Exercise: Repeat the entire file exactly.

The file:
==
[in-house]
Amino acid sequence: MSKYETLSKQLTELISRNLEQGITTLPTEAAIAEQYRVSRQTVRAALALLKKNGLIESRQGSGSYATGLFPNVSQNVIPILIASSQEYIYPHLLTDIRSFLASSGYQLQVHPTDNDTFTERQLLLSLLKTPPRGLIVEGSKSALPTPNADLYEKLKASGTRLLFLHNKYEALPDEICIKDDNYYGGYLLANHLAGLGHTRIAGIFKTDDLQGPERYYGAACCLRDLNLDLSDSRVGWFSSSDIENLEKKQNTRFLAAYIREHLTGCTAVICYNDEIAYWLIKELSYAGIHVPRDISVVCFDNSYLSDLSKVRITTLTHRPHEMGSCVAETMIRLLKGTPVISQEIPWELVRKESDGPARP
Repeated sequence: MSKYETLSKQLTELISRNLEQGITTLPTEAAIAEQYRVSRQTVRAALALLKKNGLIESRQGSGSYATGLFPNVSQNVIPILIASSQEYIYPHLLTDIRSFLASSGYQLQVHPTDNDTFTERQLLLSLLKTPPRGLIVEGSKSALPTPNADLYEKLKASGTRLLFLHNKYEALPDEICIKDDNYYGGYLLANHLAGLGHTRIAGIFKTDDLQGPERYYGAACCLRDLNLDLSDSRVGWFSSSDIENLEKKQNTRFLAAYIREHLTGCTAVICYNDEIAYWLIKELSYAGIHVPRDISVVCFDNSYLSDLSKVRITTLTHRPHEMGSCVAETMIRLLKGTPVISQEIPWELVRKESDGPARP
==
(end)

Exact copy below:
[in-house]
Amino acid sequence: MSKYETLSKQLTELISRNLEQGITTLPTEAAIAEQYRVSRQTVRAALALLKKNGLIESRQGSGSYATGLFPNVSQNVIPILIASSQEYIYPHLLTDIRSFLASSGYQLQVHPTDNDTFTERQLLLSLLKTPPRGLIVEGSKSALPTPNADLYEKLKASGTRLLFLHNKYEALPDEICIKDDNYYGGYLLANHLAGLGHTRIAGIFKTDDLQGPERYYGAACCLRDLNLDLSDSRVGWFSSSDIENLEKKQNTRFLAAYIREHLTGCTAVICYNDEIAYWLIKELSYAGIHVPRDISVVCFDNSYLSDLSKVRITTLTHRPHEMGSCVAETMIRLLKGTPVISQEIPWELVRKESDGPARP
Repeated sequence: MSKYETLSKQLTELISRNLEQGITTLPTEAAIAEQYRVSRQTVRAALALLKKNGLIESRQGSGSYATGLFPNVSQNVIPILIASSQEYIYPHLLTDIRSFLASSGYQLQVHPTDNDTFTERQLLLSLLKTPPRGLIVEGSKSALPTPNADLYEKLKASGTRLLFLHNKYEALPDEICIKDDNYYGGYLLANHLAGLGHTRIAGIFKTDDLQGPERYYGAACCLRDLNLDLSDSRVGWFSSSDIENLEKKQNTRFLAAYIREHLTGCTAVICYNDEIAYWLIKELSYAGIHVPRDISVVCFDNSYLSDLSKVRITTLTHRPHEMGSCVAETMIRLLKGTPVISQEIPWELVRKESDGPARP